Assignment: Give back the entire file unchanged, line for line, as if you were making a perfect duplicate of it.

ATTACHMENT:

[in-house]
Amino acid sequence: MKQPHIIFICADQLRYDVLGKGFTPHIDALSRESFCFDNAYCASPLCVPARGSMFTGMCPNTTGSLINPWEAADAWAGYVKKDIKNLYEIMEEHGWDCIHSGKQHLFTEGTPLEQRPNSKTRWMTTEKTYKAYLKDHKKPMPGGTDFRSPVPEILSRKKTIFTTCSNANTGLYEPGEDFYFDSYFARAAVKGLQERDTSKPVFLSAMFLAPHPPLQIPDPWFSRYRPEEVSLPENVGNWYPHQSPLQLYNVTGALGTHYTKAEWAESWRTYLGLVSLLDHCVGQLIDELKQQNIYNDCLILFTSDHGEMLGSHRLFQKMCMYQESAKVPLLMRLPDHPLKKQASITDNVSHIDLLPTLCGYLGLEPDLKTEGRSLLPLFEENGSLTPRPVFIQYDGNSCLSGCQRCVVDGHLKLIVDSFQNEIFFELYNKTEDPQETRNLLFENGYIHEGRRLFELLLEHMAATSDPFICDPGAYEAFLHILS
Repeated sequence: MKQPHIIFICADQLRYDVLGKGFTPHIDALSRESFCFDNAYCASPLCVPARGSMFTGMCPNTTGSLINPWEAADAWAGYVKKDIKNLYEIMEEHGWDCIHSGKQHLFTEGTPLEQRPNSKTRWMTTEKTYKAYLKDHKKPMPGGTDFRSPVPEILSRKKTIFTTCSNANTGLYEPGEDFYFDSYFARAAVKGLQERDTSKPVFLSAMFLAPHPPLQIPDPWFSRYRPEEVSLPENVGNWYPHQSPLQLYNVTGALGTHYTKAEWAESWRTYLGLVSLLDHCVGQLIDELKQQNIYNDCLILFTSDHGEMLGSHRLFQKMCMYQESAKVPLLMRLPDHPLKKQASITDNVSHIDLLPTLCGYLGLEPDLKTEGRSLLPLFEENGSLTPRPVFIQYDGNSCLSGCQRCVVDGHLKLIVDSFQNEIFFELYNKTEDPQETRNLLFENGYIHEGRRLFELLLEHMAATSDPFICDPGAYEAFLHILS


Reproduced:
[in-house]
Amino acid sequence: MKQPHIIFICADQLRYDVLGKGFTPHIDALSRESFCFDNAYCASPLCVPARGSMFTGMCPNTTGSLINPWEAADAWAGYVKKDIKNLYEIMEEHGWDCIHSGKQHLFTEGTPLEQRPNSKTRWMTTEKTYKAYLKDHKKPMPGGTDFRSPVPEILSRKKTIFTTCSNANTGLYEPGEDFYFDSYFARAAVKGLQERDTSKPVFLSAMFLAPHPPLQIPDPWFSRYRPEEVSLPENVGNWYPHQSPLQLYNVTGALGTHYTKAEWAESWRTYLGLVSLLDHCVGQLIDELKQQNIYNDCLILFTSDHGEMLGSHRLFQKMCMYQESAKVPLLMRLPDHPLKKQASITDNVSHIDLLPTLCGYLGLEPDLKTEGRSLLPLFEENGSLTPRPVFIQYDGNSCLSGCQRCVVDGHLKLIVDSFQNEIFFELYNKTEDPQETRNLLFENGYIHEGRRLFELLLEHMAATSDPFICDPGAYEAFLHILS
Repeated sequence: MKQPHIIFICADQLRYDVLGKGFTPHIDALSRESFCFDNAYCASPLCVPARGSMFTGMCPNTTGSLINPWEAADAWAGYVKKDIKNLYEIMEEHGWDCIHSGKQHLFTEGTPLEQRPNSKTRWMTTEKTYKAYLKDHKKPMPGGTDFRSPVPEILSRKKTIFTTCSNANTGLYEPGEDFYFDSYFARAAVKGLQERDTSKPVFLSAMFLAPHPPLQIPDPWFSRYRPEEVSLPENVGNWYPHQSPLQLYNVTGALGTHYTKAEWAESWRTYLGLVSLLDHCVGQLIDELKQQNIYNDCLILFTSDHGEMLGSHRLFQKMCMYQESAKVPLLMRLPDHPLKKQASITDNVSHIDLLPTLCGYLGLEPDLKTEGRSLLPLFEENGSLTPRPVFIQYDGNSCLSGCQRCVVDGHLKLIVDSFQNEIFFELYNKTEDPQETRNLLFENGYIHEGRRLFELLLEHMAATSDPFICDPGAYEAFLHILS